Eurogamer: So what did you think of Bethesda's take on Fallout 3, given you worked on the original attempt?
Chris Avellone: I enjoyed it quite a bit. Some of the things I really liked about it were... Well, in Fallout 1 and Fallout 2, a lot of the special skill structure they had for the game system actually either ended up being only useful in special cases, like Repair. That, or they had a time limit involved with them, like Doctor. Doctor worked in Fallout 1 because the game had a time pressure, and it was faster to use the skill than buy Stimpaks. But when they took the time limit away in Fallout 2 - and they did the patch that removed it from Fallout 1 - that skill wasn't really balanced anymore. I like very much how Fallout 3 took a lot of skills that had issues before and made them relevant - like, Repair is pretty damn important in Fallout 3!
The only drawback I can think of so far is that I made the mistake of starting out with a four-strength character during my first playthrough, and the amount of stuff you need to carry around ... I was constantly using mailboxes to store stuff, and hopping back and forth between Megaton and my little safehouse to sell it all! I wish I'd made my strength higher.
Eurogamer: You need strength to survive in the Wasteland, Chris.
Chris Avellone: Well, I wanted to bump up my intelligence and charisma as high as possible, because I wanted all the speech options. Generally, whenever I go into an RPG, I want to see every single possible way of interacting with someone, so I chose, for example, the Black Widow perk - I think that's the name - and the Child at Heart perk, too, because I wanted to see all the dialogue options with the kids and the opposite sex, and things like that.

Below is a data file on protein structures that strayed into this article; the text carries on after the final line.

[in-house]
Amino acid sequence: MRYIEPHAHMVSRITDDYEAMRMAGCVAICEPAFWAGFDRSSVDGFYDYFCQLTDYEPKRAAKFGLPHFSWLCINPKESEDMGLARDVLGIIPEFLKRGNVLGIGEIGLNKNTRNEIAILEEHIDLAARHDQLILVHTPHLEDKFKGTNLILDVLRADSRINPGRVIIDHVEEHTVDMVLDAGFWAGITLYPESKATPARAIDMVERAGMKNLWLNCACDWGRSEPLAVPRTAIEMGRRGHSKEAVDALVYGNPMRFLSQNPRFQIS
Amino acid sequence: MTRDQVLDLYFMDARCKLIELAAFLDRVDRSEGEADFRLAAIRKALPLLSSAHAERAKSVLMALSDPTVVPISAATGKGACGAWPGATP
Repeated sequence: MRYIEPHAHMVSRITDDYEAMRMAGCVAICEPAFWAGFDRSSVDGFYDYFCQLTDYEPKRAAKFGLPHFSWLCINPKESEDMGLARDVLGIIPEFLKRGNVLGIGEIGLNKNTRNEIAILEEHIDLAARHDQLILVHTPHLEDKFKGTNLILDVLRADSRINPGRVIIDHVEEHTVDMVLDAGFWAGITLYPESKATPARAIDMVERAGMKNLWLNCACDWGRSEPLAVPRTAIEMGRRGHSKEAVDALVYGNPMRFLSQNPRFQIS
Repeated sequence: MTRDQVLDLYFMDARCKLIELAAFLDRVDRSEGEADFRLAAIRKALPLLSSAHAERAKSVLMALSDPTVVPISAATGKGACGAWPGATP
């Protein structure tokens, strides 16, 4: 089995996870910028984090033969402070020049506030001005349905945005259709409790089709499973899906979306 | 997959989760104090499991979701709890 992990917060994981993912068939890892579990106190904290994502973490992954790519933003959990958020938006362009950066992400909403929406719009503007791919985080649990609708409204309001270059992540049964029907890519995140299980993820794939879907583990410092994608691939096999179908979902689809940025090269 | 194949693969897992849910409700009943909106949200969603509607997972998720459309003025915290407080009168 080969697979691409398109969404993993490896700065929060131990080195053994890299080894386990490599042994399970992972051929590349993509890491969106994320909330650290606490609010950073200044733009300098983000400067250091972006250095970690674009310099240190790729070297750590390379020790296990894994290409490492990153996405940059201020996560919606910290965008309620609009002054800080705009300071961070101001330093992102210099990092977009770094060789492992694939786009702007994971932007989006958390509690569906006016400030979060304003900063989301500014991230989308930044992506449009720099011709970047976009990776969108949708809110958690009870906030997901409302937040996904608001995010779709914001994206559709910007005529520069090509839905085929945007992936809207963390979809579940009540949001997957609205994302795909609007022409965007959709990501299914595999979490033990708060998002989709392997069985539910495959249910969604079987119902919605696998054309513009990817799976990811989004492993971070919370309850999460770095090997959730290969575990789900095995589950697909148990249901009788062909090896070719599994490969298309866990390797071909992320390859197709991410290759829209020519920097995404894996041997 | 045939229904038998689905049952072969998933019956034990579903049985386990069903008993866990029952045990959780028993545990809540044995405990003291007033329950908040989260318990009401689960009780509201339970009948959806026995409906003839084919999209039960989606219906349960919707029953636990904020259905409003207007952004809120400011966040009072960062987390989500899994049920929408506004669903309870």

Eurogamer: Do you think Bethesda carried on in the spirit of the series?
Chris Avellone: Yeah, absolutely. I guess my critique would be that Bethesda's always gotten the openworld game mechanic down pretty well. They have a tradition of it; they understand the design mechanics involved with that, and I believe very much that the Fallout world, by design, all the way from the first one, was always intended to be a go-anywhere-you-want-and-do-anything open world. And I think that Bethesda's design methodology and the Fallout world have always been pretty complementary.
Eurogamer: So you read it [RPG Codex], then?
Chris Avellone: Oh, yeah, sure. The two sites I usually follow are RPGWatch and RPGCodex. And there's one other site I follow, but it escapes me right now ...
Eurogamer: Right. Well, anyway, so here's a big one: what defines an RPG these days? It seems to change a lot.
hris Avellone: Well, I have a personal definition. Of the RPGs I've played recently, I'll be honest: I've been pretty much immersed in Fallout 3. But it seems to me that the most important parts of an RPG are that, in terms of all the character-building you can do in the opening screens, all those skill choices and background choices need to matter in the gameworld.
That may sound kind of self-evident, but there's a lot of game balance that needs to go into making sure that each skill, trait, and attribute score is valuable, and an RPG has to deliver on that. If you're going to give the player a chance to specialise in or improve a certain aspect of their character, there needs to be value for that in the gameworld.
The other thing that's important is that there has to be a lot of reactivity to the player's actions within the environment, either in terms of quests, faction allegiance, even physical changes in the environment. The player making an impact is incredibly important.
Eurogamer: "Choice and Consequence" now tends to be discussed as a separate, defined gameplay mechanic. Is that something you take into account with everything - every quest - you design?
Chris Avellone: It comes down to this: depending on the rules for the gameworld, the player has to be given a series of options on how to solve each problem. For Fallout, for example, it was easy: you always want to know that, as the bare minimum, you have a Combat Boy, Stealth Boy, and Speech Boy option for solving each quest. And then you go into consequences: for each option, what's the reactivity in the world and possible long-range consequences, and how does it factor into the endgame? Or does it not factor into the endgame at all, or just the area, or just the one person who gave you the quest? That's our process..